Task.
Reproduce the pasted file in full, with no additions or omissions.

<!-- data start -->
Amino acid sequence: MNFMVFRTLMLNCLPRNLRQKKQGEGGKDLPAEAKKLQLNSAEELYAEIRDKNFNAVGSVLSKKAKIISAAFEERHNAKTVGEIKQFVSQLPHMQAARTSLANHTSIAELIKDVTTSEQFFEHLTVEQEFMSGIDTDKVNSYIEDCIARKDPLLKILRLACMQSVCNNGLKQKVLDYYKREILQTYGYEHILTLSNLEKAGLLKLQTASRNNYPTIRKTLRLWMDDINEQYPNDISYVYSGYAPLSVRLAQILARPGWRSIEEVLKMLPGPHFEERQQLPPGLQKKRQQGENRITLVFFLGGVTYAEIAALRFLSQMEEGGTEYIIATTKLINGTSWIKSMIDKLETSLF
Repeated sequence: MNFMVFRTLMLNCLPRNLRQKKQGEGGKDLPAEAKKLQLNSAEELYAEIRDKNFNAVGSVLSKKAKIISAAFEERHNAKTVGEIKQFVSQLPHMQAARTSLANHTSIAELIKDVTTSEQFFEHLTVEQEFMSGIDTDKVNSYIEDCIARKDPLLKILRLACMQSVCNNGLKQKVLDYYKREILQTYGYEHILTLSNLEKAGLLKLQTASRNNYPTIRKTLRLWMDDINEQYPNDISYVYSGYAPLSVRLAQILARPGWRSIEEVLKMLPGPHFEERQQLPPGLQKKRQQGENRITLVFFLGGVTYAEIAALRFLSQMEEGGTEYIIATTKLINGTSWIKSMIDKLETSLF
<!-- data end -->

Amino acid sequence: MNFMVFRTLMLNCLPRNLRQKKQGEGGKDLPAEAKKLQLNSAEELYAEIRDKNFNAVGSVLSKKAKIISAAFEERHNAKTVGEIKQFVSQLPHMQAARTSLANHTSIAELIKDVTTSEQFFEHLTVEQEFMSGIDTDKVNSYIEDCIARKDPLLKILRLACMQSVCNNGLKQKVLDYYKREILQTYGYEHILTLSNLEKAGLLKLQTASRNNYPTIRKTLRLWMDDINEQYPNDISYVYSGYAPLSVRLAQILARPGWRSIEEVLKMLPGPHFEERQQLPPGLQKKRQQGENRITLVFFLGGVTYAEIAALRFLSQMEEGGTEYIIATTKLINGTSWIKSMIDKLETSLF
Repeated sequence: MNFMVFRTLMLNCLPRNLRQKKQGEGGKDLPAEAKKLQLNSAEELYAEIRDKNFNAVGSVLSKKAKIISAAFEERHNAKTVGEIKQFVSQLPHMQAARTSLANHTSIAELIKDVTTSEQFFEHLTVEQEFMSGIDTDKVNSYIEDCIARKDPLLKILRLACMQSVCNNGLKQKVLDYYKREILQTYGYEHILTLSNLEKAGLLKLQTASRNNYPTIRKTLRLWMDDINEQYPNDISYVYSGYAPLSVRLAQILARPGWRSIEEVLKMLPGPHFEERQQLPPGLQKKRQQGENRITLVFFLGGVTYAEIAALRFLSQMEEGGTEYIIATTKLINGTSWIKSMIDKLETSLF